There may be no such need in your environment, but this is the time to think about it.
 

CTL IT

New Member


Messages: 2

#14
Thank you to all.

The reason we need a way to manage DHCP is because we use different subnets for different devices on our network. For example, 192.168.1.* are IT managed employ desktops. 192.168.2.* are it managed employee laptops, 192.168.4.* are printers, 192.168.0.* are servers, and any device connected to the network which we do not assign an address gets a 192.168.3.* IP. Hence, when we add a new computer, we give it a 192.168.1.* address.

I will check out the suggested freeBSD derivatives. I am in the process of setting up a small test network which I will make Samba be the AD DC of and see if I can put all of this good advice to work.

As obsigna mentioned, with the Mac server, we would just VNC in and use Server Admin and Workgroup Manager, both of which had really intuitive, nice GUIs. I'm just not seeing any good replacements for those in FreeBSD. If I can manage AD Users and Groups with Windows, that would be a great "replacement" and manage file permissions as normal in Windows. As for DHCP and DNS... If I can find a good way of setting up some similar addressing scheme without needing to edit config files (by command line or otherwise) whenever we add a new device to the network, then I could do without a tool for DHCP management (obviously).

Again, thank you all for your insight. Greatly appreciated. I also thanked you the "right" way with the thank buttons on all of your comments.
 

fulano

Member

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Messages: 52

#15
I thought I'd give AD a go with the latest Samba to see how well it works. net/samba44 & net/samba43 both fail to provision a domain because they don't think ZFS has ACL support. Searching around it appears you need to use the --use-ntvfs option, but this doesn't exist in these versions. net/samba42 seems to allow me to provision a domain but I haven't tried anything else yet.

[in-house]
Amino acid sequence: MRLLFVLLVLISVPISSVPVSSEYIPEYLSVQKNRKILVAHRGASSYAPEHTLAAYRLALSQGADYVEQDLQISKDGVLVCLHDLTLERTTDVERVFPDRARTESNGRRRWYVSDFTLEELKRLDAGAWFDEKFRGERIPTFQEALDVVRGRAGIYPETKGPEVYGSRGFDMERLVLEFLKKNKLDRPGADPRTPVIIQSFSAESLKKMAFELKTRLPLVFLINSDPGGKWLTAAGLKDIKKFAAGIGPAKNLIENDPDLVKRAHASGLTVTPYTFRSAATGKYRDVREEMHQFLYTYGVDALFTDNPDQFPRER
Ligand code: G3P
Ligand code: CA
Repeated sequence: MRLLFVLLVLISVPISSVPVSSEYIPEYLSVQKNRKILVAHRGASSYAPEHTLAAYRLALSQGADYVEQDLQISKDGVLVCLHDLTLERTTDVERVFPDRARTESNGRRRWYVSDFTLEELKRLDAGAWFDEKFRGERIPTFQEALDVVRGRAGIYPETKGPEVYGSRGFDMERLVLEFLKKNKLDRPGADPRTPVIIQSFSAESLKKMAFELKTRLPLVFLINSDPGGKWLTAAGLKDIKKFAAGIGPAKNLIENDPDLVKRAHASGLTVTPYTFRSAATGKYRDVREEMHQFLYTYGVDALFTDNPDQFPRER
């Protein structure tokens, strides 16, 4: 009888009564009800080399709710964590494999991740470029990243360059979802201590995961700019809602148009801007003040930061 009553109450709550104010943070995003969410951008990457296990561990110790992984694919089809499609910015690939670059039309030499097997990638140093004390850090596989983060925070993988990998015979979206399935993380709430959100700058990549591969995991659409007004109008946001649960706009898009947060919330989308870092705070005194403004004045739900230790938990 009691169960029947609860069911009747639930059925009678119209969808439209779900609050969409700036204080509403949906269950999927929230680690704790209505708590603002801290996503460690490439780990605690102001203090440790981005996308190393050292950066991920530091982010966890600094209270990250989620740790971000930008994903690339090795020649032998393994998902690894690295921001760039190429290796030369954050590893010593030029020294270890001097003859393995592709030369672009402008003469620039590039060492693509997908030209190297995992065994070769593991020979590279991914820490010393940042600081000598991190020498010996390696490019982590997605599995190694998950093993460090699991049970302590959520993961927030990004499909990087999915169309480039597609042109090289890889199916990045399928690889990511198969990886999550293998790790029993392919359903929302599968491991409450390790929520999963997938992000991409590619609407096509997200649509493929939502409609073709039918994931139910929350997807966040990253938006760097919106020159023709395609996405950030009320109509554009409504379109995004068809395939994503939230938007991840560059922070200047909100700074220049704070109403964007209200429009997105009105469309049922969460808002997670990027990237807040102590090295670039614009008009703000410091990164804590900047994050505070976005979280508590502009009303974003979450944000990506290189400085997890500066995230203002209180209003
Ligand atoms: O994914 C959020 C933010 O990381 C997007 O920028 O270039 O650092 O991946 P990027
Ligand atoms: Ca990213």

Are you sure? We use samba 4.3.11 with ZFS and ACL support without any issues.
 

usdmatt

Daemon

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#16
Are you sure? We use samba 4.3.11 with ZFS and ACL support without any issues.
Did you upgrade from an earlier version to 4.3?
I've just tried installing samba43 from ports, with EXP_MODULES enabled just in case that was required. (It installed 4.3.13)

If I try and provision using the standard command I get the following
Code:
# samba-tool domain provision --use-rfc2307 --interactive
[...]
ERROR(<class 'samba.provision.ProvisioningError'>): Provision failed - ProvisioningError: Your filesystem or build does not support posix ACLs, which s3fs requires.  Try the mounting the filesystem with the 'acl' option.
The FreeBSD readme that it installs says the following
Samba4 provisioning requires file system(s) with POSIX ACLs support. At
the moment that is UFS2 only. You have to add 'acls' option to the mount
flags to get things working.

It is known that ZFS-only installations don't work out of the box with
Samba4. In partucular, s3fs service requires POSIX ACLs during provi-
sioning. It is possible to work around that requirement by specifying:

# samba-tool domain provision --interactive --use-xattrs=no --use-ntvfs

And removing later in 'smb4.conf' options like:

'server services', 'dcerpc endpoint servers', 'posix:eadb'

and adding 'vfs objects = zfsacl' as well. Still this isn't supported
and tested configuration, so use it at your own risk.
However if I try the ntvfs option:
Code:
# samba-tool domain provision --use-rfc2307 --interactive --use-ntvfs
Usage: samba-tool domain provision [options]

samba-tool domain provision: error: no such option: --use-ntvfs